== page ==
Lottery of birth
Lottery of birth

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2.3 What is FGM?

That there has been huge positive change to the lives of girls and women all around the world is pretty clear. But the campaign against female genital mutilation demonstrates how deeply rooted and difficult to change some cultural practices can be.

Female genital mutilation (FGM) is an example of how, in some cultures, there remain certain practices that aim to control women’s sexuality and sexual lives.

Described image
Figure 6 A counsellor in Minia, Egypt, holds up cards used to educate women about female genital mutilation.

Female genital mutilation refers to the procedures that alter and cause harm to the female genital organs (clitoris, labia and vagina) for non-medical reasons. Despite being illegal in many countries, it continues, severely damaging women’s sexual lives and their ability to give birth safely. It is a cultural practice rather than a religious one and in some countries organised religion has been influential in changing opinions about FGM.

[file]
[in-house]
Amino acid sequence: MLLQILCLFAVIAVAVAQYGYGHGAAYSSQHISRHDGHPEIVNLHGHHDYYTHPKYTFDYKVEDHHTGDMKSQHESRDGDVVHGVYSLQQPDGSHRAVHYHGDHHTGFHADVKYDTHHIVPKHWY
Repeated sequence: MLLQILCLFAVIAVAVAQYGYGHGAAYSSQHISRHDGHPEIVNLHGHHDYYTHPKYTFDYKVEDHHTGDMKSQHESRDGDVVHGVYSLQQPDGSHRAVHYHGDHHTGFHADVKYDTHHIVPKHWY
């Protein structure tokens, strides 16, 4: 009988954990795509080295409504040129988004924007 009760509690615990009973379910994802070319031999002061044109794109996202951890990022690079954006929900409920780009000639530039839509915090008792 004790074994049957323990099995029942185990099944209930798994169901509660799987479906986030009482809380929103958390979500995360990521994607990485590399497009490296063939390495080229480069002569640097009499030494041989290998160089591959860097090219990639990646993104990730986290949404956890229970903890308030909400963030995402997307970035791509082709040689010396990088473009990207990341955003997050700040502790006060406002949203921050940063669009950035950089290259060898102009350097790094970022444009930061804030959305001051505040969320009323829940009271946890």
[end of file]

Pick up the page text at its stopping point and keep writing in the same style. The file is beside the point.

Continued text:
Fighting against these practices and protecting girls from a painful and traumatic experience is an example of how girls and women in those communities affected have been empowered. Campaigns like this positively values girls and women and ensures that the life chances of everyone are improved, making birth less of a lottery.

In the next section, you will find out about some young women who are fighting to change this deeply rooted practice within their communities.

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